Challenges ahead of efforts to integrate East Africa bourses
The move towards integrating East Africa’s capital markets took a significant step forward after regulators agreed on a modality for joint supervision of cross listed companies.
Through their umbrella body, the East African Securities Regulatory Authorities (EASRA), the member states said they will form joint committees to monitor activities of listed companies whose operations spill across borders.
“In recognition of increased regional activity by capital market participants in (East Africa), EASRA members agreed to amend their Memorandum of Understanding (MoU) to allow for the creation of Supervisory Colleges that will administer joint inspection programmes and investigations within regional operators and coordinate surveillance for cross-listed companies where need arises,” said EASRA in a statement released on Thursday.
Kenya has six companies that are cross listed on the Tanzania, Uganda, and Rwanda stock markets.
They include Equity Bank, KCB, Kenya Airways, Nation Media Group, Centum Investment, and East African Breweries.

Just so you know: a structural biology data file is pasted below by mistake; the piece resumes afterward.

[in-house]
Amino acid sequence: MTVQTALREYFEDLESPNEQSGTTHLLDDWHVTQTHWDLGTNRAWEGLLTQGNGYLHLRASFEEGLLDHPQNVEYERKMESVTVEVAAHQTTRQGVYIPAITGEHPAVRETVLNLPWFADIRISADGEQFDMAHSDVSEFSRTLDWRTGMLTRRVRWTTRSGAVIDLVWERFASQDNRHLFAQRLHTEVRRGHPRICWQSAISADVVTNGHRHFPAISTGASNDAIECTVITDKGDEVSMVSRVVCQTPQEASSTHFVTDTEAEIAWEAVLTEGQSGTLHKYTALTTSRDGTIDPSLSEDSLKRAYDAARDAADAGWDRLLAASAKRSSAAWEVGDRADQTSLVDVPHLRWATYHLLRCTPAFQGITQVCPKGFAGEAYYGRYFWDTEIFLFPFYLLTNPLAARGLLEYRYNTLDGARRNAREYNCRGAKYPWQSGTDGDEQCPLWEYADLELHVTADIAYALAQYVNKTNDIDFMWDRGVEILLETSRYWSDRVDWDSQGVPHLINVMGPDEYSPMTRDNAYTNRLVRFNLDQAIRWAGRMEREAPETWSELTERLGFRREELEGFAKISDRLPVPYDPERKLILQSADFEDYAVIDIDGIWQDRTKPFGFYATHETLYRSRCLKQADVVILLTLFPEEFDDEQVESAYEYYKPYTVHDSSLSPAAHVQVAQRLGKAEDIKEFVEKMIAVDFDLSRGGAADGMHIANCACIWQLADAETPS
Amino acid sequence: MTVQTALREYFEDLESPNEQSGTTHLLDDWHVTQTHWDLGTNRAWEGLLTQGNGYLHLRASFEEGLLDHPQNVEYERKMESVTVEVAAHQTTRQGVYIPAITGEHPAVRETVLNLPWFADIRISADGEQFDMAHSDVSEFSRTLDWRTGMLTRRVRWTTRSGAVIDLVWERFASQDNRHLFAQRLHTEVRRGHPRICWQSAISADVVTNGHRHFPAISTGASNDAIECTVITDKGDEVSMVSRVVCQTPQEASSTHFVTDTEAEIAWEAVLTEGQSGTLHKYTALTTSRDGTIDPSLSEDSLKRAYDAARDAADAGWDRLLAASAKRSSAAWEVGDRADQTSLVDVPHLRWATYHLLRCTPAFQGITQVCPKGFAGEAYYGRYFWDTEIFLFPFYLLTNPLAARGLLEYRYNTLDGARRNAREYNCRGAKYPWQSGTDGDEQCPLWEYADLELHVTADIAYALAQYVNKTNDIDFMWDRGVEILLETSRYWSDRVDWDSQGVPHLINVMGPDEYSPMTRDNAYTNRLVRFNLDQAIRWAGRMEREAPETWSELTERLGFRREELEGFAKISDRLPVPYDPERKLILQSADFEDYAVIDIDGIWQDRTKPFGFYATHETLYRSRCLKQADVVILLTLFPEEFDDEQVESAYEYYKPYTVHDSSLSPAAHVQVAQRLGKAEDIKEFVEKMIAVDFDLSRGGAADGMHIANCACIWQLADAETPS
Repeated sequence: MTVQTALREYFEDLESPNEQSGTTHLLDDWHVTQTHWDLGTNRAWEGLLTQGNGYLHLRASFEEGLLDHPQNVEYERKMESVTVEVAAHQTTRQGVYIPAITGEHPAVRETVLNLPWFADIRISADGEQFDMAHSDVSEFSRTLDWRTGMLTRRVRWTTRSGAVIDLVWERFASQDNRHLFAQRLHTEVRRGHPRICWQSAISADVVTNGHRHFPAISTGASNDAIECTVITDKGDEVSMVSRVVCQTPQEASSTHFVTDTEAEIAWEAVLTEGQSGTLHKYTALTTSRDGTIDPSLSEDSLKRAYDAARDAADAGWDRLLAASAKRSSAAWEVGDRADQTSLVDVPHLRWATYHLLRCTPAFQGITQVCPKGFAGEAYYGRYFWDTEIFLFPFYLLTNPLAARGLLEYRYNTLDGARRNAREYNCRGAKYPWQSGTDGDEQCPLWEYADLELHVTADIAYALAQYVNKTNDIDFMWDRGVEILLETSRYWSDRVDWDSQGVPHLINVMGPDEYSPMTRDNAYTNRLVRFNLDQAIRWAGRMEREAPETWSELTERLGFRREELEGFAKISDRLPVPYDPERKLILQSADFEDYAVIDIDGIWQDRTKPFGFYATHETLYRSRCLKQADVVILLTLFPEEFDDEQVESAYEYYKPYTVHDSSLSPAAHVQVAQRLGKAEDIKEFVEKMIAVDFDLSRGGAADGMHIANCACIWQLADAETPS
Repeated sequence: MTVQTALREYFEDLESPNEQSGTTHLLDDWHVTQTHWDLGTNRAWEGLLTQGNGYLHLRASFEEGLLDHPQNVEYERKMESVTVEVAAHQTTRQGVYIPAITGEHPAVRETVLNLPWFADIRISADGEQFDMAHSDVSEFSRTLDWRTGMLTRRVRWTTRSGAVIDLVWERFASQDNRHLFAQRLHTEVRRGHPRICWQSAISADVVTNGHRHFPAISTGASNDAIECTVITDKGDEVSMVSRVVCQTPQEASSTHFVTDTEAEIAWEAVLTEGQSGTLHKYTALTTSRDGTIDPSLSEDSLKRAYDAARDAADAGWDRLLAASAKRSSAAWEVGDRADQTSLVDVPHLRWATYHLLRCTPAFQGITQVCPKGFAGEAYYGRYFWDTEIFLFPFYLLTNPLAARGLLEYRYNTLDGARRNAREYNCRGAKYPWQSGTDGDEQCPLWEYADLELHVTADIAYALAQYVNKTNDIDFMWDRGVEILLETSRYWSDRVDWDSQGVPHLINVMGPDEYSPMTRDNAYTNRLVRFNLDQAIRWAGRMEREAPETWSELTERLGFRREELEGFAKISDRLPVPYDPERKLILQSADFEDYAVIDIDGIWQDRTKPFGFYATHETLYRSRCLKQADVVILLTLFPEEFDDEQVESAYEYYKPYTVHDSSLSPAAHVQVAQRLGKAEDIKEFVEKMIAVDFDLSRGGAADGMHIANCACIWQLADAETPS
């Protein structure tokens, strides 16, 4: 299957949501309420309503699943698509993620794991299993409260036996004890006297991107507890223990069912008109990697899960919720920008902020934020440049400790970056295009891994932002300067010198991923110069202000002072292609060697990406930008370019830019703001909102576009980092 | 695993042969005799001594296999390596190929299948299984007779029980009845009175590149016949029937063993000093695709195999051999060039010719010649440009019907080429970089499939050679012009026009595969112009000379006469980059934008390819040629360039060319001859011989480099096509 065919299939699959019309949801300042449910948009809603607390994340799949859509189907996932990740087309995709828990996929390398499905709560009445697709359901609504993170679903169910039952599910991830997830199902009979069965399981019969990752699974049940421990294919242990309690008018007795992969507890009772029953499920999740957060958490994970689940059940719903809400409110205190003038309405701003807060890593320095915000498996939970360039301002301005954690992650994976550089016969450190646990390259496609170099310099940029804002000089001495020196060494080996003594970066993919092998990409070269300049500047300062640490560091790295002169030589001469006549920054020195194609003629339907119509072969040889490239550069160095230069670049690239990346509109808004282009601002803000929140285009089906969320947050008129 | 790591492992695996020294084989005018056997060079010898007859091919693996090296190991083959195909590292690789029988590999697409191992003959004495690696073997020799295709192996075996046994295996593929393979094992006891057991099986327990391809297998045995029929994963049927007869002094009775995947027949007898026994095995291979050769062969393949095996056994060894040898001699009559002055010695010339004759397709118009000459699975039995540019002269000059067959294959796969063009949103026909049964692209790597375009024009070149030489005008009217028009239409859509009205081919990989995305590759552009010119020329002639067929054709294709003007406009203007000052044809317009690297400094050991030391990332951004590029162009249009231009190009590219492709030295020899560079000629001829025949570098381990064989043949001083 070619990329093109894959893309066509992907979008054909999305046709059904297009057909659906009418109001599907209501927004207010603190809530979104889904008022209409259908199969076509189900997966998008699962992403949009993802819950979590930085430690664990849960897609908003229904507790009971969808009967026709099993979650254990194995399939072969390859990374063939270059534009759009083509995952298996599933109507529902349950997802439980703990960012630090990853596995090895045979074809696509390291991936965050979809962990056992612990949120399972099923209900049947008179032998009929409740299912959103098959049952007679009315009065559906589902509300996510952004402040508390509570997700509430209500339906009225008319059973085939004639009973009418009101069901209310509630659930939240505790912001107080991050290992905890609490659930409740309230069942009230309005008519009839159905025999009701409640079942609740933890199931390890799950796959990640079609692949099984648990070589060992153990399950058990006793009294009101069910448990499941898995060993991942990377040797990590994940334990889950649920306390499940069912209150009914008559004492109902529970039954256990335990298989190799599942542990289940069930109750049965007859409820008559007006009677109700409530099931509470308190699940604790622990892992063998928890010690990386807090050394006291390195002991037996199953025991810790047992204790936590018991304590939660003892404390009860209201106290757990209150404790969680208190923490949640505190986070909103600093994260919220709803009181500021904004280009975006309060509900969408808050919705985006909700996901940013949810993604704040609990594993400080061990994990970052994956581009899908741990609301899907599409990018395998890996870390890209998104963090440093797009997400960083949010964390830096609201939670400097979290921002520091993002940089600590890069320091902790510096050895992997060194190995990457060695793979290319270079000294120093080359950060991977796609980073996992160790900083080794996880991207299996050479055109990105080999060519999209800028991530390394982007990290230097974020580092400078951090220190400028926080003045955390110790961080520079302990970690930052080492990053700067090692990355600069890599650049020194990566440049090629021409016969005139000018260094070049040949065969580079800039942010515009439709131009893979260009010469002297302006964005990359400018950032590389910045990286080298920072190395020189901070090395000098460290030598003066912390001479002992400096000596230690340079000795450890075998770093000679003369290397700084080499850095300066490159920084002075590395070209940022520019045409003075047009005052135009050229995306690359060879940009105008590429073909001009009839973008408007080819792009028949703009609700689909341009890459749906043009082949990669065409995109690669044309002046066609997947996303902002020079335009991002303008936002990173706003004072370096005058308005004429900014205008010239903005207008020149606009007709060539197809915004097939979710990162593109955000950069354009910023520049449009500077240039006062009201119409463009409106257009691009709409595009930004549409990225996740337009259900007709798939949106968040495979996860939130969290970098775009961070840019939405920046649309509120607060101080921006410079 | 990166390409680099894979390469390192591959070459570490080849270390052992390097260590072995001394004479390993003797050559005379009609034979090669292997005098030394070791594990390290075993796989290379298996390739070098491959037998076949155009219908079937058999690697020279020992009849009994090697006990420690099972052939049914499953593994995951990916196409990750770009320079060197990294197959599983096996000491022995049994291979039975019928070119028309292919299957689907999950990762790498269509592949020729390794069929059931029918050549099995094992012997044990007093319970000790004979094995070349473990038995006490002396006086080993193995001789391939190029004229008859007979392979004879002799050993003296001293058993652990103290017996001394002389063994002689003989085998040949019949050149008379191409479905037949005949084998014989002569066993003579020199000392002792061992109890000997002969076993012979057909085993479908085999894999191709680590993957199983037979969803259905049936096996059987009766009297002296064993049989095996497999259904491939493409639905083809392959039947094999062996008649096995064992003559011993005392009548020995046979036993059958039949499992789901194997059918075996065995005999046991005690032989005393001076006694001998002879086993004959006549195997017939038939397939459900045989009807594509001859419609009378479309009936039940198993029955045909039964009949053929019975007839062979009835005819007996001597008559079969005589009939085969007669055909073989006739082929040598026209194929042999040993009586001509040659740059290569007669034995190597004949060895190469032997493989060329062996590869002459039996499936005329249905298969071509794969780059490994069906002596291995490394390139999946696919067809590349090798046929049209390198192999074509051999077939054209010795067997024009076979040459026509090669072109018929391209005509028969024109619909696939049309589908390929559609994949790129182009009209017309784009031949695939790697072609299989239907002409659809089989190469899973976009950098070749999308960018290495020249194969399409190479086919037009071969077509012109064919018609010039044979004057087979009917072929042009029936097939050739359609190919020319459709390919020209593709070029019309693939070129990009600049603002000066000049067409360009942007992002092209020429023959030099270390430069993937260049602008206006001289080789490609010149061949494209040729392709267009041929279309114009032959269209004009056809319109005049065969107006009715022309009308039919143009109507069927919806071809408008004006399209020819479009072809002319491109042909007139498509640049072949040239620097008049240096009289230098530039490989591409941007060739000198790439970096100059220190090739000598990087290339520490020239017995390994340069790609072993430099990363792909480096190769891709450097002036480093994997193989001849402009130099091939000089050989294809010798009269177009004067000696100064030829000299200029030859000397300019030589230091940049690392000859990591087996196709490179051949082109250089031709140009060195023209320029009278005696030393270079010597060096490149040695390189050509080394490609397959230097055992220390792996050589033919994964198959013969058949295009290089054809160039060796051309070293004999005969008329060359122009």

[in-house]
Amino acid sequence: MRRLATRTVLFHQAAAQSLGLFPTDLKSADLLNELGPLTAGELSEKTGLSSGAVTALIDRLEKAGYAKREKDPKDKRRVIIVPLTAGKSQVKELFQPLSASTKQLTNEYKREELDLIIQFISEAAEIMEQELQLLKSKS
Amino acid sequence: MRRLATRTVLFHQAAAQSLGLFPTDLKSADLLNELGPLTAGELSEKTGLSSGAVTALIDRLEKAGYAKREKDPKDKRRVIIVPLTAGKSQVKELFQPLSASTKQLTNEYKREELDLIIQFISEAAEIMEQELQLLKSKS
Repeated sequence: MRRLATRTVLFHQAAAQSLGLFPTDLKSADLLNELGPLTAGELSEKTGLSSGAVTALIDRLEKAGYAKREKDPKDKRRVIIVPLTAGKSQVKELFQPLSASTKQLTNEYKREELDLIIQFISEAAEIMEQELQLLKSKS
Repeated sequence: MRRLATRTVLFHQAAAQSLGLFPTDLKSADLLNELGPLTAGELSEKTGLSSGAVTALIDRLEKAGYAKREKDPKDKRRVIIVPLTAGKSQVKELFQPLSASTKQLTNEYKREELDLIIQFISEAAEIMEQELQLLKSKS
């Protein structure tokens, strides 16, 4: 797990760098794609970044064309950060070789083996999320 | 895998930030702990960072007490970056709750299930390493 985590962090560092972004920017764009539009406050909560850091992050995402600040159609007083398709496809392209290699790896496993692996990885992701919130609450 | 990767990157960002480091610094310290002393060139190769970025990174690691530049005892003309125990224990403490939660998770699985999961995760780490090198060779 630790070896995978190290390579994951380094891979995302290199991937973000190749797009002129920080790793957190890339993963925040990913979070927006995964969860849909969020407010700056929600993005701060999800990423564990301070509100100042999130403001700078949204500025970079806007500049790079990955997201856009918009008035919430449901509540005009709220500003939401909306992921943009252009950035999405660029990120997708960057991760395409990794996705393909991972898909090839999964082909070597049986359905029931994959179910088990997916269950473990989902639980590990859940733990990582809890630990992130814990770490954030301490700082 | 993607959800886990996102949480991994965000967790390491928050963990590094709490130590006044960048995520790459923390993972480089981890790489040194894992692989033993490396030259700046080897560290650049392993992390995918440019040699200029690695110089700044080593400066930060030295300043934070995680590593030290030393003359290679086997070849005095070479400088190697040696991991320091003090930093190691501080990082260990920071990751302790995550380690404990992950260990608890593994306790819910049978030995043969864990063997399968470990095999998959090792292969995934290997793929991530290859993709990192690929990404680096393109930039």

Ugandan power distributor, Umeme, has announced plans to cross list at the Nairobi Securities Exchange (NSE) upon completion of its ongoing initial public offering (IPO) which will see it listed at the Uganda Securities Exchange.
Other integration proposals have included plans to sell IPOs in local currencies and to also introduce regional bonds. Regional exchanges have also introduced courses that will be used as a qualification benchmark for EASRA member states.
The Kampala-based Securities Industry Training Institute (Siti) has been mandated to train professionals whose certificates will be recognized regionally.
Kenya Capital Markets Authority acting chief executive Paul Muthaura said EASRA and the East Africa Community (EAC) secretariat were working to have mutually recognised licences and approvals.
The biggest challenge, however, remains the creation of a single, inter-connected market.
“Undoubtedly, greater integration of markets introduces new challenges with regard to the strengthening of market infrastructure to ensure the effective inter-connection of trading, clearing, settlement, and payment systems across the region and to the wider financial markets,” said Mr Muthaura at Wednesday’s Stanlib rebranding occasion in Nairobi.
EASRA has the mandate to develop a common market for members and to harmonize laws that would allow for seamless regional trading.